Figure 6-2: A Market for Gasoline with a Price Ceiling
    (a) A Price Ceiling on Gasoline is Not Binding
    (b) A Price Ceiling on Gasoline is Binding
    Price of Gasoline
    0
    Q1
    0
    Quantity of Gasoline
    Quantity of Gasoline
  • Rent controls are ceilings placed on the rents that landlords may charge their tenants.
    The goal of rent control policy is to help the poor by making housing more affordable.
    One economist called rent control “the best way to destroy a city, other than bombing.”
    CASE STUDY:Rent Control in the Short Run and Long Run
  • Supply
    Supply
    Controlled rent
    Controlled rent
    Shortage
    Shortage
    Demand
    Demand
    Figure 6-3: Rent Control in the Short Run and Long Run
    (a) Short Run (Supply and Demand are Inelastic)
    (b) Long Run (Supply and Demand are Elastic)
    Rental Price of Apartment
    Rental Price of Apartment
    0
    0
    Quantity of Apartments
    Quantity of Apartments
  • When the government imposes a price floor, two outcomes are possible.
    The price floor is not binding if set below the equilibrium price.
    The price floor is binding if set above the equilibrium price, leading to a surplus.
    How Price Floors Affect Market Outcomes
  • Supply
    Supply
    Surplus
    $4
    Equilibrium price
    Price ceiling
    $3
    $3
    Price Floor
    Equilibrium price
    $2
    Demand
    Demand
    80
    QD
    120
    QS
    100
    Equilibrium quantity
    Figure 6-4: A Market with a Price Floor
    (a) A Price Floor That is Not Binding
    (b) A Price Floor That is Binding
    Price of Ice-Cream Cone
    Price of Ice-Cream Cone
    0
    0
    Quantity of Ice-Cream Cones
    Quantity of Ice-Cream Cones
    • A Binding Price Floorcreates. . .
    Surpluses (i.e. Quantity Supplied > Quantity Demanded)
    Non-Price Rationing - An alternative mechanism for rationing of the good:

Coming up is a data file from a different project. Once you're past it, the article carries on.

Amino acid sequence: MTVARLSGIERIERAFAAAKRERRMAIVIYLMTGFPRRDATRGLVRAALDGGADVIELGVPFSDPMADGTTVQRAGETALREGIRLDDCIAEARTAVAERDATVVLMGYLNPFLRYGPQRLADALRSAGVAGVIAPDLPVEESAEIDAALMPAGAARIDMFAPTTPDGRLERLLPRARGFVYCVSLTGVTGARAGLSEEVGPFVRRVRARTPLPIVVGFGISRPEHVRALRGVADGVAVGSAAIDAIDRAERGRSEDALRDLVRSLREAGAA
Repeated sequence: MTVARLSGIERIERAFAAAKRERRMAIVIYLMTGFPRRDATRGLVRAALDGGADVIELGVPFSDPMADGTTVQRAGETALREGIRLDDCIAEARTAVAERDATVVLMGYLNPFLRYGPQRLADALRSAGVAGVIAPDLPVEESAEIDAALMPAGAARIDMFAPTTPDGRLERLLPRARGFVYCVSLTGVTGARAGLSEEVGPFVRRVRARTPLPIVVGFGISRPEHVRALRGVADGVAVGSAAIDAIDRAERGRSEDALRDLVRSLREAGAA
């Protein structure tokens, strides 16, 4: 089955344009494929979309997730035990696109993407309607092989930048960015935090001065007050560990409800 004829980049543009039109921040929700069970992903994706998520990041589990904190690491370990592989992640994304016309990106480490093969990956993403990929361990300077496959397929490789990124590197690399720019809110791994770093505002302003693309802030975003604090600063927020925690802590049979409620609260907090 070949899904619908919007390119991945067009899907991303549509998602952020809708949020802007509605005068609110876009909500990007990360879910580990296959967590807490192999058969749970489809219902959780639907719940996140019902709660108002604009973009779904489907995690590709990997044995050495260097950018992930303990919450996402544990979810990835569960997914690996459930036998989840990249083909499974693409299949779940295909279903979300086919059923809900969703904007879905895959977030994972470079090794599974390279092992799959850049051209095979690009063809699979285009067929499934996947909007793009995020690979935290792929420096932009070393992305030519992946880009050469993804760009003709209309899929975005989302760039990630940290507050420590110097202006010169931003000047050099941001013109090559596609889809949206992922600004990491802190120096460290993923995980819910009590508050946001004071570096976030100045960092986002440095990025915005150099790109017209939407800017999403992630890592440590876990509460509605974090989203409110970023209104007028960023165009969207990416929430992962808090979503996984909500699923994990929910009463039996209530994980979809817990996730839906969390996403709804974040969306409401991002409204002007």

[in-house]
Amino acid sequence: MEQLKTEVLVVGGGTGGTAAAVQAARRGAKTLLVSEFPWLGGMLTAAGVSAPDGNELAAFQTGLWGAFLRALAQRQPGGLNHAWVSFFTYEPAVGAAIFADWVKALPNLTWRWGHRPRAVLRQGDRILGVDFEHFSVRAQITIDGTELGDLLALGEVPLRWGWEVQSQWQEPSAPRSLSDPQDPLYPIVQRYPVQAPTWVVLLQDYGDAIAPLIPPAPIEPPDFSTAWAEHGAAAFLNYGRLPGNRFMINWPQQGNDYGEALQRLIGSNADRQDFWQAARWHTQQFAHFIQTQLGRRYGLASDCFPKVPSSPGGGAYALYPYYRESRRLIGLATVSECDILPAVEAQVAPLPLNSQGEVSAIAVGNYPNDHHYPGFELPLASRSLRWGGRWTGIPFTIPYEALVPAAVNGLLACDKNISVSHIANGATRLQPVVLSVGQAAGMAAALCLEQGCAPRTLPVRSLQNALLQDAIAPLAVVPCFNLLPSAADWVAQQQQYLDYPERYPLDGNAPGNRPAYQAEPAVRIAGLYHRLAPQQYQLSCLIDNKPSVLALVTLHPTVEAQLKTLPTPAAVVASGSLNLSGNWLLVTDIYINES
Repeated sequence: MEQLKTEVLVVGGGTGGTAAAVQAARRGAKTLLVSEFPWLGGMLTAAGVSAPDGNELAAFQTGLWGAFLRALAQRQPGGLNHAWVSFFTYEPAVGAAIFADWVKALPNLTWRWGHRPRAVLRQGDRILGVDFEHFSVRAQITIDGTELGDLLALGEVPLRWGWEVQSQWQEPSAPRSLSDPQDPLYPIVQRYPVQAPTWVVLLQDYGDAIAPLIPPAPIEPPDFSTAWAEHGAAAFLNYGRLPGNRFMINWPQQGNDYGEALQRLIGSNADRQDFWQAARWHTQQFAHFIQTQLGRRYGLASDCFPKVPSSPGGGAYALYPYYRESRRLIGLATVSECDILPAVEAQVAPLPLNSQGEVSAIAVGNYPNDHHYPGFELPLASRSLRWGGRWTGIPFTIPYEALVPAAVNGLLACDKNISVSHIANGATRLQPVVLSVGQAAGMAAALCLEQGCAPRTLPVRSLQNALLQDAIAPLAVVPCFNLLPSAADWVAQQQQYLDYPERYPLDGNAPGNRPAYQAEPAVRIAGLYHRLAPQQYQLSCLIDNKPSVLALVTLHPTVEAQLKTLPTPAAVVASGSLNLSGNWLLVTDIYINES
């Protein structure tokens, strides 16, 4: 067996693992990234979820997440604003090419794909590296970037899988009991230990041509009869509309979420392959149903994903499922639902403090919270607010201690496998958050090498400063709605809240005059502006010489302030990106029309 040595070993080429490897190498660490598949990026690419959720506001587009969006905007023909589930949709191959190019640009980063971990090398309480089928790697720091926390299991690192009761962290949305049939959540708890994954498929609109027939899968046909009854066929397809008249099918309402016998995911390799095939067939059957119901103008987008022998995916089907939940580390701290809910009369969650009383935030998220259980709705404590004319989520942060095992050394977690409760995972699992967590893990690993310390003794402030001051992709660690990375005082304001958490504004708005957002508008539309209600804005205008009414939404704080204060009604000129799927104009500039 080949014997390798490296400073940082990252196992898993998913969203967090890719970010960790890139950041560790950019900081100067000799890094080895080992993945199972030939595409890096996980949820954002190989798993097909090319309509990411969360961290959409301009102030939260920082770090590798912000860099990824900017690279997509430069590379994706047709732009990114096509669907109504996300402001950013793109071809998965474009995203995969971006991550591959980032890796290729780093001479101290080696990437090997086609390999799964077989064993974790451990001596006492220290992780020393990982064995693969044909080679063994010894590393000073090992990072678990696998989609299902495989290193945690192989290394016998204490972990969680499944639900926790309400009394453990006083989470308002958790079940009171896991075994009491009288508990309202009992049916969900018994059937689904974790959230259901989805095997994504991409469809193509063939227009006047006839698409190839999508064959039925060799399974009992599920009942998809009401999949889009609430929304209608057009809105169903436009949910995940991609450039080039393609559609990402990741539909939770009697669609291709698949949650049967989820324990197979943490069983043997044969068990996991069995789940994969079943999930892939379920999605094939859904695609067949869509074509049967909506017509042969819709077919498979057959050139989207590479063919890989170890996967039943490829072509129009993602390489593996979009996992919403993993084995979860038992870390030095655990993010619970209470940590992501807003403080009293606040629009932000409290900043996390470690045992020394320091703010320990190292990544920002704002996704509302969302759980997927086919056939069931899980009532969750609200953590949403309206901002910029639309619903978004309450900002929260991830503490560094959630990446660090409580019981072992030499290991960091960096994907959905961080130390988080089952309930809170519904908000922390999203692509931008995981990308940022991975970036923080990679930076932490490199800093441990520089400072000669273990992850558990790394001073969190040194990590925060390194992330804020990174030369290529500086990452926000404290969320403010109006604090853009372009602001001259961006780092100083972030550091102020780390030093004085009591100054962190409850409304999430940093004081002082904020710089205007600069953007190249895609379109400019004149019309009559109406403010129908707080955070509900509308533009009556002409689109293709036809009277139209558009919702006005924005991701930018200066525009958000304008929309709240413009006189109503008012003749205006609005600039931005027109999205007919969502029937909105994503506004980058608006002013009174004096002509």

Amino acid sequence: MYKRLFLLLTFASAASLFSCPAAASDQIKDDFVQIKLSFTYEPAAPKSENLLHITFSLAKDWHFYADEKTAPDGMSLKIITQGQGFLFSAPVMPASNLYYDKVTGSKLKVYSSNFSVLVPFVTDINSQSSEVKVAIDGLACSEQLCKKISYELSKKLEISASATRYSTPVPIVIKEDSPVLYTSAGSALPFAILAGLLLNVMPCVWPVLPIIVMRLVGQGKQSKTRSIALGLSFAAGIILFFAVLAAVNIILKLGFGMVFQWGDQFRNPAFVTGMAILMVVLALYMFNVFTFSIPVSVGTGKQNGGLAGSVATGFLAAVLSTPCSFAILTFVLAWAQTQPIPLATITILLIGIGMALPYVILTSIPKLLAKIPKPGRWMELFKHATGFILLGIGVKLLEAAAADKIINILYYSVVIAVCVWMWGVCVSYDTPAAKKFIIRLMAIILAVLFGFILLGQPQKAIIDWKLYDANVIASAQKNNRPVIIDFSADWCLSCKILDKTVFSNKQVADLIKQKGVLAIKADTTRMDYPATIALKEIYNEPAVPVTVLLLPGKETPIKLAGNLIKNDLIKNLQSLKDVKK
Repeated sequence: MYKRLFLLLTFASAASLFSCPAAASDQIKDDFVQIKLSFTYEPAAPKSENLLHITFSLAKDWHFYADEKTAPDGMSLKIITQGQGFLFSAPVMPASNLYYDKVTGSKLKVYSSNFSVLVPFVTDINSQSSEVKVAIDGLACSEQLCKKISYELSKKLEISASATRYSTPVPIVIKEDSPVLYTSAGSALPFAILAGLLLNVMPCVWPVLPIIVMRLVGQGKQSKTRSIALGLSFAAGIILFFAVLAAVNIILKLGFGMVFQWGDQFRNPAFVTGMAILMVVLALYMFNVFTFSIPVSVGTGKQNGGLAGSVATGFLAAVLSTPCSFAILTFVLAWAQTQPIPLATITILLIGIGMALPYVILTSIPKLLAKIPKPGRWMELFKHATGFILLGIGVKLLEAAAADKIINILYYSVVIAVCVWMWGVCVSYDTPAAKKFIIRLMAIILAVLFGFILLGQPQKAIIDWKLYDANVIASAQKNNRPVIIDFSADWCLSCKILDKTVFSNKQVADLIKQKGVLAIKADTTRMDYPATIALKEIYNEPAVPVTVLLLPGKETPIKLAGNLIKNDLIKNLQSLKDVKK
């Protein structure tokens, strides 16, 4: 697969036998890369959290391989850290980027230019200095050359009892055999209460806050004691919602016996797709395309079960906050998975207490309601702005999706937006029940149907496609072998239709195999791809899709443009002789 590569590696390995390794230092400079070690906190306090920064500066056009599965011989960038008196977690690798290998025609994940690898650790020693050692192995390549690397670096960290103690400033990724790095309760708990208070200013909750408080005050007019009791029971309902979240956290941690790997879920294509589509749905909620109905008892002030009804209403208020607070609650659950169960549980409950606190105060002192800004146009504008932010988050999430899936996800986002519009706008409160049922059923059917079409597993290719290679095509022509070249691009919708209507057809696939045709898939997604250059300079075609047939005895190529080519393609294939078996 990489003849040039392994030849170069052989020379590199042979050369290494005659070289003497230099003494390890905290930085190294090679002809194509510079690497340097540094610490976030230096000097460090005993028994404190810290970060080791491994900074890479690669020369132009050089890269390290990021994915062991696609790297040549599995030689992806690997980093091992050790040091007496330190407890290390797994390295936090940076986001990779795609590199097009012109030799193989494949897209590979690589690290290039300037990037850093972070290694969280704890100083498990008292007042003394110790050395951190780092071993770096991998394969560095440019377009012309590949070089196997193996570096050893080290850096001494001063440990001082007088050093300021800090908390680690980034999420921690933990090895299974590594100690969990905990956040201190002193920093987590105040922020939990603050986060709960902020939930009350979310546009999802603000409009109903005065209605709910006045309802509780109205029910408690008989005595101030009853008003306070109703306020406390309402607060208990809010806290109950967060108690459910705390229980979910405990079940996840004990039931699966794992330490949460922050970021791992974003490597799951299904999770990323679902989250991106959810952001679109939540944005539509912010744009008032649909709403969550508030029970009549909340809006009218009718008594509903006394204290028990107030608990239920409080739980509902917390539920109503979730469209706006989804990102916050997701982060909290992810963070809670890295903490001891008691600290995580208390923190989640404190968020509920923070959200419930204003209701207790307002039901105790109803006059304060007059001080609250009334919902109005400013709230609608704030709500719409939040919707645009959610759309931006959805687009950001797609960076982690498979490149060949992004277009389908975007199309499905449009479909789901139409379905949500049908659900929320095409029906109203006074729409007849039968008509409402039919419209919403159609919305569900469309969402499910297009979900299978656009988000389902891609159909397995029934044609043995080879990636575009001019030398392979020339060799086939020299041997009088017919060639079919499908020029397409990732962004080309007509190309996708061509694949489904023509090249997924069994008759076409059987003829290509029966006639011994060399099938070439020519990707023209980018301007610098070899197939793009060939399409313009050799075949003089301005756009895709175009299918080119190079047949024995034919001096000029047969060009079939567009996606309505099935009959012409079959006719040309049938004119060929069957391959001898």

• Discrimination Criteria
    Examples:
    • Minimum Wage
    • Agricultural Price Supports
    How Price Floors Affect Market Outcomes
  • An important example of a price floor is the minimum wage. Minimum wage laws dictate the lowest price possible for labor that any employer may pay.
    CASE STUDY:The Minimum Wage
  • Labour supply
    Labour surplus
    (unemployment)
    Labour supply
    Minimum wage
    Equilibrium wage
    Labour demand
    Labour demand
    Quantity supplied
    Quantity demanded
    Equilibrium employment
    Figure 6-5: How the Minimum Wage Affects the Labour Market
    (a) A Free Labour Market
    (b) A Labour Market with a Binding Minimum Wage
    Wage
    Wage
    0
    0
    Quantity of Labour
    Quantity of Labour
    • What is the purpose of government- imposed taxes?
    To raise government revenues.
    To restrict production of a product.
    • What is an excise tax?
    A “per-unit” tax that’s independent of the price of the product.
    TAXES
    • Who pays the tax on a good? The buyer or the seller?
    • How is the burden of a tax divided between buyer and seller?
    • When the government levies a tax on a good, the equilibrium quantity of the good falls. The size of the market for that good shrinks, shifting either the demand or supply curve.
    • Tax incidence: The study of who bears the burden of taxation.
    TAXES
  • Taxes discourage market activity.
    When a good is taxed, the quantity sold is smaller.
    Buyers and sellers share the tax burden.